I commenced my football career as a third-string quarterback on the LGHS “B” squad (as junior varsity teams were called in those days). I will never forget one afternoon in the fall of 1956 when the team was practicing at Dunn Field. I was playing safety, and the offense ran a sweep run around the end. John Hanak, a senior fullback who was one of my neighbors on Maxwell Street, carried the ball around the end and right at me. I went to tackle him, but he gave me a stiff-arm and ran for a touchdown. The next thing I remember was lying on the ground and seeing stars. I eventually got up and wandered off the field, dazed. Coach Jonas saw me standing on the sideline.
“Hey you,” he shouted. “Never do that again. Never leave the field of play.”
Coach Jonas made me take 25 laps around the field despite my still being dazed. Only after I became an adult did I realize that I had suffered a concussion.
In Lake Geneva, as September turned into October, the attention of residents turned to the city’s automobile dealerships. At the Ford, Chevy, Buick, and other dealerships, the newest models of cars were unveiled. On an evening in October at the automobile dealers’ showrooms (which were all then located in the downtown business district), tarps were pulled off the new models, to the delight of residents crowded in front of the showrooms’ windows. The auto dealers served coffee, cider, and donuts to the residents as they examined the new models. War-surplus spotlights that had been placed in front of the dealerships cast their beacons high into the night sky. It was indeed a magical time.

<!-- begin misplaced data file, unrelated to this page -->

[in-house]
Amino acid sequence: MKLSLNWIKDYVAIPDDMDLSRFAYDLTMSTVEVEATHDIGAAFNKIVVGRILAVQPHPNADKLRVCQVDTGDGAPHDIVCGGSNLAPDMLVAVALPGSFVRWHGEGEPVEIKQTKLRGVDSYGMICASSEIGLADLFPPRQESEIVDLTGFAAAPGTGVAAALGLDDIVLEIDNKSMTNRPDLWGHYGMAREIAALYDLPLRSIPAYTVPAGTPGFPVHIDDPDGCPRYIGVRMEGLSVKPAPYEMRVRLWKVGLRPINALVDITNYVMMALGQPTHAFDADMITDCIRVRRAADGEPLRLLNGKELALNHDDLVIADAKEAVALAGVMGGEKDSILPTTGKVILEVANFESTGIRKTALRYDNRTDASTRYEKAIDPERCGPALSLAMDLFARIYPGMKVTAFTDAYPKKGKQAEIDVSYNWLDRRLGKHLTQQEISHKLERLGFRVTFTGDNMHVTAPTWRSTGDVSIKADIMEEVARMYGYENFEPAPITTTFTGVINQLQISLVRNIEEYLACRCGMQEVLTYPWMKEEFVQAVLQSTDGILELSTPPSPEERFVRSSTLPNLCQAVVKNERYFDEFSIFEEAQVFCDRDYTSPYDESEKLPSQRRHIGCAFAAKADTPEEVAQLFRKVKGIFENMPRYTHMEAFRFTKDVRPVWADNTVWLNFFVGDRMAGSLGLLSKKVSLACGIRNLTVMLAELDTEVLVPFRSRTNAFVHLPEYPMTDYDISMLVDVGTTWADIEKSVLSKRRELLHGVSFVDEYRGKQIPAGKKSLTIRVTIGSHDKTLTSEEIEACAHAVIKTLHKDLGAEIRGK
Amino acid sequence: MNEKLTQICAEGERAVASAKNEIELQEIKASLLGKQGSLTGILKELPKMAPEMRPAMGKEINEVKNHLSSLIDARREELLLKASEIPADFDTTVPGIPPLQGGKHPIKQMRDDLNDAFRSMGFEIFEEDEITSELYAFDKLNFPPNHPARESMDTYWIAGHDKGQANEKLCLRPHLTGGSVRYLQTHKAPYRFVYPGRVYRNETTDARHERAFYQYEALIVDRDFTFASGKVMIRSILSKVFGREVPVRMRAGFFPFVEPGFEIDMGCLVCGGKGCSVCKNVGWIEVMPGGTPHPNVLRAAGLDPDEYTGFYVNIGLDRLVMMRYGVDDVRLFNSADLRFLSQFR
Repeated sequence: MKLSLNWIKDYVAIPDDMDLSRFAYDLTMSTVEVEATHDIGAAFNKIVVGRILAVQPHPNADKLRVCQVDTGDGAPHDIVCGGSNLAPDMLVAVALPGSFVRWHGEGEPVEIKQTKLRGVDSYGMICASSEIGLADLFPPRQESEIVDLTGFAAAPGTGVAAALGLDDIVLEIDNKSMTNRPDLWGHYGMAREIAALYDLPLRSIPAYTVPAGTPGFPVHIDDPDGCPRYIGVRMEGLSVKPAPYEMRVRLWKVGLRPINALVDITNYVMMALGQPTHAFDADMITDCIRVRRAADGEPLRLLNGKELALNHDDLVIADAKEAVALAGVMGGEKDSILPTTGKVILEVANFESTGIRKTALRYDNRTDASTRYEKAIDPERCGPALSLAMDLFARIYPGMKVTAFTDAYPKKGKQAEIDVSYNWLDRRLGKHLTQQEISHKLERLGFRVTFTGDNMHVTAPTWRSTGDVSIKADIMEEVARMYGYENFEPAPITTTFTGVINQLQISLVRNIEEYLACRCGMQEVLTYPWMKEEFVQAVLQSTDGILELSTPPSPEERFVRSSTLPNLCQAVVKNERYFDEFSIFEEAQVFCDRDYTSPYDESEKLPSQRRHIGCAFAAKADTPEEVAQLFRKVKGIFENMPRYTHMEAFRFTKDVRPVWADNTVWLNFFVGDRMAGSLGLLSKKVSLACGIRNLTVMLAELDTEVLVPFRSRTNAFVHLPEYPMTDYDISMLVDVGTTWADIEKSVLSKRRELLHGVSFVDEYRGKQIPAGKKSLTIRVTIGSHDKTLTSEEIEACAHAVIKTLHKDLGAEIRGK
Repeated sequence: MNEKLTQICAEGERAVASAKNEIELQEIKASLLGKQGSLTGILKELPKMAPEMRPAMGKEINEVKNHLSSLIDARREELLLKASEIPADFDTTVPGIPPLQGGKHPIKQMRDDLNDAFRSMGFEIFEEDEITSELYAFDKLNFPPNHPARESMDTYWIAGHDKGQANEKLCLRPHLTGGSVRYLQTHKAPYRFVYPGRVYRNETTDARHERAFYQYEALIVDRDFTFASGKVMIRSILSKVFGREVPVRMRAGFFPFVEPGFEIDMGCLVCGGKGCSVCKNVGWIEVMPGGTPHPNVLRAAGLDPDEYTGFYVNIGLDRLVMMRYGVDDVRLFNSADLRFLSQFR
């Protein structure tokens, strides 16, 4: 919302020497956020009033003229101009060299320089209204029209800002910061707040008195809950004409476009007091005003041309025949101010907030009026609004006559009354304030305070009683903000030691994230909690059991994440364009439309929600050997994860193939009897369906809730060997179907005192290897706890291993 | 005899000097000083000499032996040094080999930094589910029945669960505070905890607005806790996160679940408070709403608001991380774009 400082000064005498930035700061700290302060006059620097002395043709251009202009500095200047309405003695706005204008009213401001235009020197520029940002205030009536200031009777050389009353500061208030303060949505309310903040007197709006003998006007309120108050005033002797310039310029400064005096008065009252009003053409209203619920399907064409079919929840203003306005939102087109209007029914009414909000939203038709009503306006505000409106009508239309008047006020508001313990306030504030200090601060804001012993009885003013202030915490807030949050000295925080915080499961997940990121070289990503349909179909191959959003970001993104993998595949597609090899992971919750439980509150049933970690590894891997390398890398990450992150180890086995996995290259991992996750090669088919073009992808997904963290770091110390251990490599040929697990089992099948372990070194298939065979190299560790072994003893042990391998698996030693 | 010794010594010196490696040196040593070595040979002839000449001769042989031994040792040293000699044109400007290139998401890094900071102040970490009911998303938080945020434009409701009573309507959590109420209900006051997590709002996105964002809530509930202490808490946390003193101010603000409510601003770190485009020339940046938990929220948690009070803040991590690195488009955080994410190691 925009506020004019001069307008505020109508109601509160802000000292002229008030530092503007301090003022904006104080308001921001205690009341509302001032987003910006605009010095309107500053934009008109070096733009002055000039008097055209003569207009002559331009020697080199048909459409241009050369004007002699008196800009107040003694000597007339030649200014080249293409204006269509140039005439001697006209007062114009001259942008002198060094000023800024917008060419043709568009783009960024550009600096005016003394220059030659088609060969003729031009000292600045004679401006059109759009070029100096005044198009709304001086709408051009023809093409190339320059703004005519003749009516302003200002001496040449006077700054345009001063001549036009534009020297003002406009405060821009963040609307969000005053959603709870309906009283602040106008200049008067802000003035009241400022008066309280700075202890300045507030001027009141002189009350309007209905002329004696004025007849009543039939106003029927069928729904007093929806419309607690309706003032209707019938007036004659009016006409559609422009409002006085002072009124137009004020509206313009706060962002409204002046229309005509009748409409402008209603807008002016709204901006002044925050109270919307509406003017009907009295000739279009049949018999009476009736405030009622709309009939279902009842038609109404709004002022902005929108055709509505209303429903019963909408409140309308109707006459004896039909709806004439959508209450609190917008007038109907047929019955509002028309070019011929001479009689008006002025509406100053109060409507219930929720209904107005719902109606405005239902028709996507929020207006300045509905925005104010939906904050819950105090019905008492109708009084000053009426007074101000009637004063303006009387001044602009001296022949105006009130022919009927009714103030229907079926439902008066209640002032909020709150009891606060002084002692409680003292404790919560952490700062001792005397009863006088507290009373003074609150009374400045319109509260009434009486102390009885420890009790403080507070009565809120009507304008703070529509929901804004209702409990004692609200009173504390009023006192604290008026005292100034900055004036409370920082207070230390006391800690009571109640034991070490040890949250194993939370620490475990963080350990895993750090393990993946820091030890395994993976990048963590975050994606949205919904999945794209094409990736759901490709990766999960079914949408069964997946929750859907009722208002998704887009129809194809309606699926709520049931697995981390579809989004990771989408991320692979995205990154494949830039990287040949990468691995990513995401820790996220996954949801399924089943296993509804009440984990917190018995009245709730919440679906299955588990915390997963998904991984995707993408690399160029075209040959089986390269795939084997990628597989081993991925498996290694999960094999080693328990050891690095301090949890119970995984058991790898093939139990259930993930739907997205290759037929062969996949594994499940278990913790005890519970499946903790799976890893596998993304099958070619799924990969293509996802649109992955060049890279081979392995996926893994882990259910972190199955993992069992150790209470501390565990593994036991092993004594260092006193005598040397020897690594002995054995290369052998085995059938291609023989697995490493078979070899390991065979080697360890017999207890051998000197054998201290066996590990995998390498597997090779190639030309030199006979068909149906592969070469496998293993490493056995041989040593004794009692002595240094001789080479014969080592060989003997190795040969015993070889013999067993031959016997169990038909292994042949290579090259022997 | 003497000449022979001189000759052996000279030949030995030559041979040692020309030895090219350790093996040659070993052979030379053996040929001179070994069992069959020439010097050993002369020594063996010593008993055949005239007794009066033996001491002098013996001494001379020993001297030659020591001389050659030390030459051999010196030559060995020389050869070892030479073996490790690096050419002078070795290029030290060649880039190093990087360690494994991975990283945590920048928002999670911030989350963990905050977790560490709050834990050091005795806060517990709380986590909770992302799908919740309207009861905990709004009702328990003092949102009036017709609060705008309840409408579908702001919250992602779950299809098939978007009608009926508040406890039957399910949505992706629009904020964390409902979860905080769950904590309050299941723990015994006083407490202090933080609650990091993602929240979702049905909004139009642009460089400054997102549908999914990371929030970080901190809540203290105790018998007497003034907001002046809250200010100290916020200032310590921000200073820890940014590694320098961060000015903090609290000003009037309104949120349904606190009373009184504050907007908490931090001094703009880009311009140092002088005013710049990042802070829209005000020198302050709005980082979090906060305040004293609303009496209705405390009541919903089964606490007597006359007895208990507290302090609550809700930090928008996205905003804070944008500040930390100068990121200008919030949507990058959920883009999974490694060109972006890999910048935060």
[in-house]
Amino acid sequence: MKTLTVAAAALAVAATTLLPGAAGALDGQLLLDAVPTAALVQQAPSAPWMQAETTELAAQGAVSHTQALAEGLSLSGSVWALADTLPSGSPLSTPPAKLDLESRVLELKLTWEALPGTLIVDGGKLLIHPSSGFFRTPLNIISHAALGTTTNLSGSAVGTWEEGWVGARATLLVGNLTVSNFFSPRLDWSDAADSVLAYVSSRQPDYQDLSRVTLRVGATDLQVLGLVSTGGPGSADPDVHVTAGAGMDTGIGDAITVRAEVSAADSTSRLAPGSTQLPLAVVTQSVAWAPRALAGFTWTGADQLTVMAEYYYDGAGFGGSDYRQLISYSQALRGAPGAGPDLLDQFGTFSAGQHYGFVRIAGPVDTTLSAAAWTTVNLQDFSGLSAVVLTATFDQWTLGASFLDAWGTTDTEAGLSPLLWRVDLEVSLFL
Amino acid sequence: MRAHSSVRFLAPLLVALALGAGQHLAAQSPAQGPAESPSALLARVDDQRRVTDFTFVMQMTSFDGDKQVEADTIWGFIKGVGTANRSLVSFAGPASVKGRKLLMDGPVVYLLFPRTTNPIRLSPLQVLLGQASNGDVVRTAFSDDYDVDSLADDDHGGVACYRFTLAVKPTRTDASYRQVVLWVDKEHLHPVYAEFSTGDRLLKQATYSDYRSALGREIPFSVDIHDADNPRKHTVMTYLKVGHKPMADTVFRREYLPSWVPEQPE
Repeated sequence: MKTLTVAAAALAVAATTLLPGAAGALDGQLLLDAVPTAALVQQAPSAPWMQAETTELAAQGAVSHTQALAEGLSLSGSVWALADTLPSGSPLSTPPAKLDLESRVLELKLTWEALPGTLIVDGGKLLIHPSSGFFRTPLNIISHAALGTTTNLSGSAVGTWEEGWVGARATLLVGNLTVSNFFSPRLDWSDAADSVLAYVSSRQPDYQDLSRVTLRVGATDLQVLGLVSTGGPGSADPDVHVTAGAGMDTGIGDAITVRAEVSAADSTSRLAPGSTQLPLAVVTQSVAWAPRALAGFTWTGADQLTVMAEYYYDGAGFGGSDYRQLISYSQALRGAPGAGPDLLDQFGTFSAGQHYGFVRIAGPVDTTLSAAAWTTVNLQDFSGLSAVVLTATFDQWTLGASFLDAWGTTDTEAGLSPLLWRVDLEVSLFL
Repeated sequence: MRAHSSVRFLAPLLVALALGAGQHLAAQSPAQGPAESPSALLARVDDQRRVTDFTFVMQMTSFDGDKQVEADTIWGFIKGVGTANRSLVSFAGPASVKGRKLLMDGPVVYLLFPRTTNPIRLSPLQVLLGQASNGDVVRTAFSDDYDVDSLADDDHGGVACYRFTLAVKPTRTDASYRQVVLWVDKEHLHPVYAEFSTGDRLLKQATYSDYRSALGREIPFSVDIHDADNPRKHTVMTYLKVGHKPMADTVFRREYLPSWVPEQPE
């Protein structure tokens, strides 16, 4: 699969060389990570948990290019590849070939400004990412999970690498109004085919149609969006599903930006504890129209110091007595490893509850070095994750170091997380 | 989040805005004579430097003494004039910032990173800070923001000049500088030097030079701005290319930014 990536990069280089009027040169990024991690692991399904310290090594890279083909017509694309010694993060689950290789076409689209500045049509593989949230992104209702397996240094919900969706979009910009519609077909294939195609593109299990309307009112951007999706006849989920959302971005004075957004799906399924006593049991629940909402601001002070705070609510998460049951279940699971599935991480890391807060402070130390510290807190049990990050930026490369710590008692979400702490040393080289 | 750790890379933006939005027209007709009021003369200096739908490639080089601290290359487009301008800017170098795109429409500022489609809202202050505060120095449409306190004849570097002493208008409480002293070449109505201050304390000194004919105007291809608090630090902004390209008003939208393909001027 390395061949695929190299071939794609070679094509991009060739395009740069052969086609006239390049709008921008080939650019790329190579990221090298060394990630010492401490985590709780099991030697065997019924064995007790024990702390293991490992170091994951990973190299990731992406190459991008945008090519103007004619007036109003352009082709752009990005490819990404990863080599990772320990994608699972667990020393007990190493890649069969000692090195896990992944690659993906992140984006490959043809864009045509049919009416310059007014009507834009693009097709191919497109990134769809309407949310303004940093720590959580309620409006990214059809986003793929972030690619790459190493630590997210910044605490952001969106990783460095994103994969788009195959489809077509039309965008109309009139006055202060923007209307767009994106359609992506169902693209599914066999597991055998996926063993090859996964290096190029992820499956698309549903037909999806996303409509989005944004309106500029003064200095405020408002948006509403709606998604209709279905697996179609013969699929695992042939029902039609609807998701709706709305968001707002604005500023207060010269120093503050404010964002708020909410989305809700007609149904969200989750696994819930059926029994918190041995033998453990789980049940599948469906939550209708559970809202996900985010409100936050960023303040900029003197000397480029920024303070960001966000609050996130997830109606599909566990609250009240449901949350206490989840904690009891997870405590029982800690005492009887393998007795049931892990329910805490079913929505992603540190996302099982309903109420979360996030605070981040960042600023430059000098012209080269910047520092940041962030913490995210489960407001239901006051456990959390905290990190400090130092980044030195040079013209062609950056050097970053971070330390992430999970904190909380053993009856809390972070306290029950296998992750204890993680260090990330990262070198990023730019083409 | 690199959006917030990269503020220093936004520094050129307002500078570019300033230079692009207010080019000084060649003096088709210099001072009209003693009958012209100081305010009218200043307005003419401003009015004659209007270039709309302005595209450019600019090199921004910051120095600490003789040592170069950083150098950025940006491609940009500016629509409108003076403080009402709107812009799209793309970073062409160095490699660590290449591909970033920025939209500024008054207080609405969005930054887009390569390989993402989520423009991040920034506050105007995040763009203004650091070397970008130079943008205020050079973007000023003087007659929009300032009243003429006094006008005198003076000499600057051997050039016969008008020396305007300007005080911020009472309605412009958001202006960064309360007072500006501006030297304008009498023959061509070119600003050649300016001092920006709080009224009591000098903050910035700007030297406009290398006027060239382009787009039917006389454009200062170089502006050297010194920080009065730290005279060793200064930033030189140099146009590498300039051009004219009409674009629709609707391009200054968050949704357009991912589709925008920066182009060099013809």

Throughout October, the city’s oaks, maples, and elms shed their red and yellow leaves, which soon covered the ground. Residents raked the leaves that had fallen in their yards into piles at the curbs. In the evenings, they set the piles of leaves on fire. It seemed like every resident of the city was burning leaves that had been piled in the street next to the curbs. A smoky haze enveloped the city. Burning piles of leaves lit up the night sky. I stood with my grandfather, rake in hand, next to a pile of burning leaves in front of our house on Maxwell Street, delighting in the dancing light of the burning leaves. Despite the smoky haze, piles of burning leaves were visible in the neighborhood as far as the eye could see.
The end of October brought Halloween. When I was a youngster, my grandmother and my Aunt Frances would take me and my two cousins trick-or-treating on the evening of Halloween. We would go up to the front door of virtually every house in the Maple Park neighborhood and, clutching the paper bags that held the treats that we had collected, we said to the person who opened the door, “Trick or treat.”
Today trick-or-treating is only done during the daylight hours, usually on a weekend near Halloween. The burning of leaves is no longer allowed.
The weather began to get colder in November after the election and Armistice Day (which is what Veterans Day used to be called). By Thanksgiving, the ground was often covered with snow.
The magic of autumn had run its course, not to return for another year.